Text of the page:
Volunteers resurrect Irish cemetery in Halifax
Holy Cross cemetery in the city's south end has had tombstones repeatedly destroyed by people who slipped under the fence at night.
Brian O'Brien said the 168-year-old graveyard near Fenwick Tower is a major historical site in Nova Scotia's Irish history.
"There are 25,000 people buried here and most of them of Irish descent, and that's one of the things that got us involved here initially," he said.
That includes Sir John Thompson, Canada's first Roman Catholic prime minister, who died in office in 1894.
O'Brien said his group, the Charitable Irish Society of Halifax, has restored 1,280 grave markers so far.
"Why they get their kicks out of smashing gravestones I do not know. I haven't got an answer to it," he said.
He pointed to one particular stone his volunteer team was repairing.
While he and his crew work for free, the retired doctor said the materials cost a lot of money. A new steel fence it built around the graveyard also added to the bill.
O'Brien said that means fundraising is an important part of the group's work. He said after five years of work involving 150 volunteers, the rows are standing much straighter today.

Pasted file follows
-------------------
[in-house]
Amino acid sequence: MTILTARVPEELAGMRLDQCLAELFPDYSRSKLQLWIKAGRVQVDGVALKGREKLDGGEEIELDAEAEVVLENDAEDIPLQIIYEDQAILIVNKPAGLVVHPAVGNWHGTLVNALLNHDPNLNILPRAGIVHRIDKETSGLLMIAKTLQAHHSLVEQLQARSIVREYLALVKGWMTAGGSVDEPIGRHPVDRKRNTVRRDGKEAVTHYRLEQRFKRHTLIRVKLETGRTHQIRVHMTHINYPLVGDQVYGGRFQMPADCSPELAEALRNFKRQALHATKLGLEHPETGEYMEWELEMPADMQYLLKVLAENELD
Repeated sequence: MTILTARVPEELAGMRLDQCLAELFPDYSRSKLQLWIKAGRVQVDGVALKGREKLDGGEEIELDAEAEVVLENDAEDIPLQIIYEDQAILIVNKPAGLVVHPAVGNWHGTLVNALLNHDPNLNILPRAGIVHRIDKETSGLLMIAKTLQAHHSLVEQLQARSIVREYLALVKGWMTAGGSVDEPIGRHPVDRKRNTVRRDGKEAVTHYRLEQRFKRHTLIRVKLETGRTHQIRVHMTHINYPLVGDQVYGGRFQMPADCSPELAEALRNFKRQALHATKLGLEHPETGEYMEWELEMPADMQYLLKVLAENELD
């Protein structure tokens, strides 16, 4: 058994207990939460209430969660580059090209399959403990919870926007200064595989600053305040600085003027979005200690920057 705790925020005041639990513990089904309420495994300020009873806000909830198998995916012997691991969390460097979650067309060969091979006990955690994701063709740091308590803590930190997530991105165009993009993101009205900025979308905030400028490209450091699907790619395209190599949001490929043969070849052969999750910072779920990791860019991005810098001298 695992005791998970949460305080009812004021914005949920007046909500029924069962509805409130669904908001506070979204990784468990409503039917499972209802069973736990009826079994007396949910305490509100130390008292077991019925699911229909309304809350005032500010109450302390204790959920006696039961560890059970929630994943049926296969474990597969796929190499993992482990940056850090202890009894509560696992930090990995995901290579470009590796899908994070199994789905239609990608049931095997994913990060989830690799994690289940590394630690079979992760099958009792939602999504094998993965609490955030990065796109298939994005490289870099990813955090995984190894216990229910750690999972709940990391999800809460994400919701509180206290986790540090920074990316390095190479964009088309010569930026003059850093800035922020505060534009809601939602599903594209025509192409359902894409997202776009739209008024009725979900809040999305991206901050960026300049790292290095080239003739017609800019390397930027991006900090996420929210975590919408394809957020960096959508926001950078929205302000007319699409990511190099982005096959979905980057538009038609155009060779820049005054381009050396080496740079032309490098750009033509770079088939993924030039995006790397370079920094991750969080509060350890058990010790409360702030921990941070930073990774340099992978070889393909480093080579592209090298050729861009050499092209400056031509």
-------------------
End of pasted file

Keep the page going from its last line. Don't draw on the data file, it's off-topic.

"Look at this place now. This is a substantial improvement since day one, that's for sure. And we're very pleased with it. There's a real sense of accomplishment and we're having fun," he said.
Chapel built in one day
The cemetery also has a chapel that 2,000 volunteers famously built in one day. The Our Lady of Sorrows Chapel was erected on Aug. 31, 1843, but now needs repairs.
"A couple of hundred thousand dollars if you want to do it up first quality into relation to how it was built," O'Brien said.
The Diocese of Halifax owns the cemetery. Peter Brown, the financial administrator, said it has a limited budget to maintain its 180 buildings.
"[Cemeteries are] lower down the list. Certainly we want to have tidy sites and respect the dead, but there are other things that come first," he said.
O'Brien got involved because of his own Irish heritage, but is now motivated by a wider sense of duty to everyone buried at Holy Cross.
"We owe these people. We live in Canada and we're lucky to be here. So we owe these people some debt of gratitude, and the only way we really can do it, the only way we can say 'thank you' is making their resting place respectable looking. It was pretty bad before," he said.
Nearly 300 people and organizations have made donations to the Holy Cross Cemetery Foundation.